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Learn how your group can join MMSD for tours, events, workshops, and more.
Looking for a truly unique group tour? Join us to tour the Jones Island water reclamation facilitiy, water quality lab, or the research vessel, the Pelagos. Learn how we clean wastewater, protect public health or how we make Milorganite, a fertilizer trusted by lawn and garden experts since 1926. Click here to find more detailed tour information.
The Milwaukee Metropolitan Sewerage District can provide experts who will speak to your group on a wide variety of topics dealing with water quality. Fill out this form to request a speaker.
Rain Barrel Workshops: Learn how to install and care for a rain barrel in a rain barrel workshop. Participants will learn about water conservation and the many benefits of using rain barrels. Rain barrels capture rainwater from your roof that you can use later when it's dry for thirsty gardens. They also help prevent rain from becoming polluted stormwater runoff, the biggest remaining threat to clean rivers and our Great Lakes.
Rain Garden Workshop: Each plant sale season (January -March) we offer a rain garden workshop to help you select rain garden plants and build your rain garden.
Milwaukee Metropolitan Sewerage District is happy to have a presence at your special neighborhood event and to help your residents learn about how they can help protect our rivers, streams, and Lake Michigan. Please fill out this form to let us know more about your event and topic.
Fresh Coast Guardians are everyday people who love Lake Michigan and want to protect it. Work together with your community to help protect Lake Michigan and to become stewards of their environment. You can help us prevent polluted storm runoff from reaching our waterways by managing water better when it rains or snows.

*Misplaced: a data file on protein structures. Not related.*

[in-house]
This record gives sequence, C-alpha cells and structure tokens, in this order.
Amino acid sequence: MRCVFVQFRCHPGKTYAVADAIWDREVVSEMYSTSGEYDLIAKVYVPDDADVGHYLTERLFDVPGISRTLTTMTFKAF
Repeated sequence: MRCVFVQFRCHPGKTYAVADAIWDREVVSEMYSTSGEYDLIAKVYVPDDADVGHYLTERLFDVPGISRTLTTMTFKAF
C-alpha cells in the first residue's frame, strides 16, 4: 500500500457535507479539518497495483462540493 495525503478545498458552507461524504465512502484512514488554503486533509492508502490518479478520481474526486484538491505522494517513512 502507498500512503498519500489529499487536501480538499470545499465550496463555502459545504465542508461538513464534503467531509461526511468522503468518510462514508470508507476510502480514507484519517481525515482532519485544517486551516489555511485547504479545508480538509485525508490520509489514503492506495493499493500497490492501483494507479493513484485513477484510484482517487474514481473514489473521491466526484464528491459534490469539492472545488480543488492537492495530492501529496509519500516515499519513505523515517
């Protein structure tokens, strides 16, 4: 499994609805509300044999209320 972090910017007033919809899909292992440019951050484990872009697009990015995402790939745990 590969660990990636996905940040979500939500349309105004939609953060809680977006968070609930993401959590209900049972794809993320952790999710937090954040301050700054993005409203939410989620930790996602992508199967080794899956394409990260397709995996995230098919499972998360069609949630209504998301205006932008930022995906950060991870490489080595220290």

Adopt-a-River: Milwaukee Riverkeeper’s program, sponsored by MMSD, allows individuals or groups to adopt a section of the river with the commitment of cleaning that section two times per year for the next two years.
Water Drop Alerts: The Watershed Team of Common Ground is taking an innovative approach to reducing water pollution from sewer overflows by issuing Water Drop Alerts when large storms threaten the area. By using less water, you're helping reduce the amount of sewage that might end up in the environment if there is an overflow.
Rain Check: Protecting your home and family from heavy rain starts with a home audit, inside and out. Rain Check can help you identify and correct potential problems that could lead to water damage and more. By managing water where it falls, we all can help reduce the risk of basement backups and water pollution.
Household Hazardous Waste: With three year-round drop off locations and multiple popups locations disposing of your hazardous waste is easier than ever before. By dropping off your old and unused household hazardous waste and help keep our land, and our water, a little cleaner.
Medicine Collection: Help to combat the opioid crisis and keep our waterways health by safely disposing of unused prescription medications at a drug take back site.
Downspout Disconnect: During heavy rain, every downspout on your home can send 12 gallons of water a minute to the sewer system, which increases the risk of basement backups and sewer overflows. Find out if you can disconnect your downspout and help keep excess water out of sanitary sewers.
Adopt-a-Storm Drain: Through the Respect Our Waters campaign of the Southeastern Wisconsin Watershed Trust anyone can adopt their local storm drain. By adopting a drain, you agree to prevent pollution from reaching storm drains by keeping the area around drains free from debris and by following a few simple tips.
SWWT Mini-grants: Sweet Water’s signature Water Quality Mini-Grant Program distributes grants of $1,000 - $5,000 to non-profit community and civic groups for projects or activities that use green infrastructure practices or other approaches to improve water quality, enhance environmental conservation, restore aquatic habitat, or educate people about these issues. Applications are usually due in the fall.